Ecological Study of Dietary and Smoking Links to Lymphoma

Ecological Study of Dietary and Smoking Links to Lymphoma

William B. Grant

Abstract

The ecological approach is used to investigate dietary and smoking links to lymphoma. International mortality rate data for 1986 and 1994 by gender and age group are compared with national dietary supply values of various food components for up to 10 years prior to the mortality data as well as per capita cigarette consumption rates 5 and 15 years earlier. The non-fat portion of milk, 3-9 years prior to the 1986 mortality data and 4 years prior to the 1994 data, was found to have the highest association with lymphoma, with r as high as 0.89. The results imply that 70 percent of lymphoma mortality may be related to this dietary component. Cigarette smoking in 1980 was found to have a weaker association with 1994 lymphoma mortality rates, being most important for younger men and statistically insignificant for younger women. The nonfat milk result is consistent with both case-control studies and a Norwegian prospective study, and with the often-observed finding that abnormal calcium metabolism, hypercalciuria, and dysregulated calcitriol production are common in normocalcemic patients with non-Hodgkin’s lymphoma (NHL). It is hypothesized that excess dietary calcium from milk is a significant risk factor for lymphoma. (Altern Med Rev 2000;5(6):563-562)

Introduction

A number of environmental, dietary, and lifestyle factors are involved in the etiology of lymphoma. Various chemicals, including herbicides[1,2] and pesticides,[3] have been found to be associated with increased risk. Occupations with significant chemical exposure, such as agricultural work,[4-6] as well as smoking[7,8] have been determined to be risk factors for lymphoma. There are a number of foods which have been associated with an increased risk for lymphoma. Several studies, using either prospective cohort[9] or case-control approaches,[10-12] have found milk to be a risk factor. However, one study found animal fat to be the highest risk factor (risk ratio (RR) = 2.00) in older women, with milk and dairy product consumption not associated with NHL.[13] A study in Uruguay reported that salted meat was a high risk factor (odds ratio (OR) = 5.5).[8] A U.S. study reported that red meat (multivariate relative risk (MRR) = 2.2) and trans unsaturated fat (MRR = 2.4) were risk factors.[14] Finally, a lectin found in raw kidney bean, phytohaemagglutinin (PHA), was found to reduce the rate of an NHL tumor in mice.[15]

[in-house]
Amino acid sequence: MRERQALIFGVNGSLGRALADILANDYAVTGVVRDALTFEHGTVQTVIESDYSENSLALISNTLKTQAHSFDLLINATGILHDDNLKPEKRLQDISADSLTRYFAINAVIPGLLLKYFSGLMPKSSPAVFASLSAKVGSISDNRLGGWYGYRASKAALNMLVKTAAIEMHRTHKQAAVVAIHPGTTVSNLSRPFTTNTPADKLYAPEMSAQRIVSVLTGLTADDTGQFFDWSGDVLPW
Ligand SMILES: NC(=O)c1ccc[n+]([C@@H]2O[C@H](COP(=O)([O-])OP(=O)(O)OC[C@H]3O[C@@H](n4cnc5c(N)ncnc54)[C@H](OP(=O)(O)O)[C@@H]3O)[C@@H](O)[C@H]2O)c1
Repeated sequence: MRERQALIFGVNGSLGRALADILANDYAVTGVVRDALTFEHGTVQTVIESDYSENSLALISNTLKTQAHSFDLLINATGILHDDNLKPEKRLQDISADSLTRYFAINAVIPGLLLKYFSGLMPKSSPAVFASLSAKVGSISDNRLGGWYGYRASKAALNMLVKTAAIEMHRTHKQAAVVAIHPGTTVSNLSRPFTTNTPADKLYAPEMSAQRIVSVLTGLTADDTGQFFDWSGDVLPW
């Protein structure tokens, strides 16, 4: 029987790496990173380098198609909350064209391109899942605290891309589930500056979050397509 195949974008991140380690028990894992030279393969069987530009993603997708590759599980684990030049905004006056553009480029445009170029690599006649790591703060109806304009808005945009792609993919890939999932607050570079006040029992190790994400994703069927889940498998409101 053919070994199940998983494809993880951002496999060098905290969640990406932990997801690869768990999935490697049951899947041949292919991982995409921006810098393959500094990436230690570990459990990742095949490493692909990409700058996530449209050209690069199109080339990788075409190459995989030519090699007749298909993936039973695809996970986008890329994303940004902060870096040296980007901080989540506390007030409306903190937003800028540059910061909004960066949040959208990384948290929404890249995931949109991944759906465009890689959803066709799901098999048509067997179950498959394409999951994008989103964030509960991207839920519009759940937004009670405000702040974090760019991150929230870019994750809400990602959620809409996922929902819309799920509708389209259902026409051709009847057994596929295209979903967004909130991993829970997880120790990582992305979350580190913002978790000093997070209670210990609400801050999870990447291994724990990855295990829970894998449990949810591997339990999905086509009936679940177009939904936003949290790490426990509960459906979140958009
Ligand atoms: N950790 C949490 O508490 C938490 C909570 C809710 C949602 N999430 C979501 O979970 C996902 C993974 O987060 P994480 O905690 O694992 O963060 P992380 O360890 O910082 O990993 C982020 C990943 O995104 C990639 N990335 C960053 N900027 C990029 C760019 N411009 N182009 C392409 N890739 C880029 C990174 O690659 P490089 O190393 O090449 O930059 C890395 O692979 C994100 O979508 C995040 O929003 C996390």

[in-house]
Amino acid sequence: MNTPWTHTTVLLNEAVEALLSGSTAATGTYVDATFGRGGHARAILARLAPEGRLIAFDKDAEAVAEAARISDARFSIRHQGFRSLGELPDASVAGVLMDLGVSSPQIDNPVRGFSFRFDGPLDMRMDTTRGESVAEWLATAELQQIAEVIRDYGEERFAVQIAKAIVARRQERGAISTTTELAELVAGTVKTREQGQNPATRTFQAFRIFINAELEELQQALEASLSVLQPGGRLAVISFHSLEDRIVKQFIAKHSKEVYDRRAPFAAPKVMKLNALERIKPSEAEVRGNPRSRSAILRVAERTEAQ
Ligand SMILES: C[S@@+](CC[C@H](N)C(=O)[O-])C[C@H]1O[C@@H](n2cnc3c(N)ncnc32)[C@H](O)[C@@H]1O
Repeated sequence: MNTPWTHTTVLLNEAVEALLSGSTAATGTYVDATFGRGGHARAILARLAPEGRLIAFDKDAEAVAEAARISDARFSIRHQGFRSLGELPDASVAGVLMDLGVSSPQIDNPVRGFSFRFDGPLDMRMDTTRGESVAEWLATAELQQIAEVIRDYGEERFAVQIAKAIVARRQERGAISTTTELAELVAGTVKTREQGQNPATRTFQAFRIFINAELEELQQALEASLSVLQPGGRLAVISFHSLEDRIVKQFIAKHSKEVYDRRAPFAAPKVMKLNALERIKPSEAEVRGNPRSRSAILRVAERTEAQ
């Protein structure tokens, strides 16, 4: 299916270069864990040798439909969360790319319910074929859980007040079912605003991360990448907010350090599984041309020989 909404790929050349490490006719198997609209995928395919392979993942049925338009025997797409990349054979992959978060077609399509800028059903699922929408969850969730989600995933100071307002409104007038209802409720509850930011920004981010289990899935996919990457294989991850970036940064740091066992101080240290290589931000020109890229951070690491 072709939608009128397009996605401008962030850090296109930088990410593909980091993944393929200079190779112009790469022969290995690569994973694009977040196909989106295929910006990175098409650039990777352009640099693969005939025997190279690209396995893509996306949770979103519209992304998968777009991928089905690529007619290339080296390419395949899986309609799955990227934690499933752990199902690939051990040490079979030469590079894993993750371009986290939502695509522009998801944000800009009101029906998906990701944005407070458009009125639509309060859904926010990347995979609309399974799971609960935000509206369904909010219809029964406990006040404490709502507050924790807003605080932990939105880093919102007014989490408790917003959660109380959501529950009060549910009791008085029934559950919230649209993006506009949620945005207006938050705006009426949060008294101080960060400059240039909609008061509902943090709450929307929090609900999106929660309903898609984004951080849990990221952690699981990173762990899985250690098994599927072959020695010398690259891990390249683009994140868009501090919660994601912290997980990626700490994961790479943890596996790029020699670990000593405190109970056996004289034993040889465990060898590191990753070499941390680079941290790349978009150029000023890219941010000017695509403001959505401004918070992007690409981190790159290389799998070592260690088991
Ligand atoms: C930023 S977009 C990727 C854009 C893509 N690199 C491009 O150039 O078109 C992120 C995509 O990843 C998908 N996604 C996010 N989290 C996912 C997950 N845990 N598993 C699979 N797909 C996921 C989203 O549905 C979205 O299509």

It should also be noted that neither childhood leukemia nor lymphoma have strong dietary links but seem to be linked to infections.[16-18]

Methods

Lymphoma mortality data used in this study were obtained for 38 countries for 1986 and 33 countries for 1994 (+1/-2 years) from the World Health Organization’s World Health Statistics Annual.[19] The countries used in the analysis along with the 1986 and 1994 mortality rates for those aged 65-74 years are given in Table 1. Countries were excluded if the population was less than two million, if the mortality rates for those aged 75+ years were lower than for those aged 65-74 years, or if the countries were part of the former Soviet Union because these countries do not have medical care systems on par with those in the West. Israel was also omitted because of the large influx of immigrants in recent history. See Figure 1 for 1986 lymphoma mortality rates for males aged 75+ years compared to 1980 non-fat milk consumption. Figure 2 depicts 1994 lymphoma mortality rates for females aged 65-74 years versus 1993 non-fat milk supply.

[Figures 1-2 ILLUSTRATION OMITTED]

Table 1: Data for Lymphoma Mortality for Males and Females Aged 65-74 Years for 1986 and 1994 along with Non-fat Milk Supply for 1977 and 1988.

Country 1986/1994 Mortality Rate 1977/1988 Non-fat Milk

males females

cases/100,000/year kcal/day/person

Argentina 25.9/29.2 19.0/19.7 105/116

Australia 56.4/56.6 38.2/44.0 186/206

Austria 33.7/43.9 27.1/30.3 157/166

Belgium 34.5/42.3 26.3/26.7 153/146

Canada 56.8/56.4 37.8/39.0 155/141

Chile 11.2/39.6 13.3/22.6 85/74

Columbia –/25.5 –/18.1 –/76

Costa Rica 30.5/24.7 32.5/22.5 126/120

Cuba 37.7/35.3 30.0/25.1 154/146

Czechoslovakia 40.1/– 25.0/– 147/–

Denmark 52.4/56.2 37.9/28.4 159/162

Equador 10.6/– 7.1/– 24/–

Finland 51.6/60.7 34.1/33.5 238/202

France 39.7/43.7 23.3/28.2 150/176

Germany 36.2/42.3 22.5/27.7 134/151

Greece 23.6/24.8 14.3/14.4 129/130

Hong Kong 21.4/29.0 16.8/14.3 50/59

Hungary 34.7/42.4 25.7/25.4 99/114

Ireland 39.3/49.9 38.1/39.9 182/253

Italy 36.7/44.7 24.9/31.5 134/113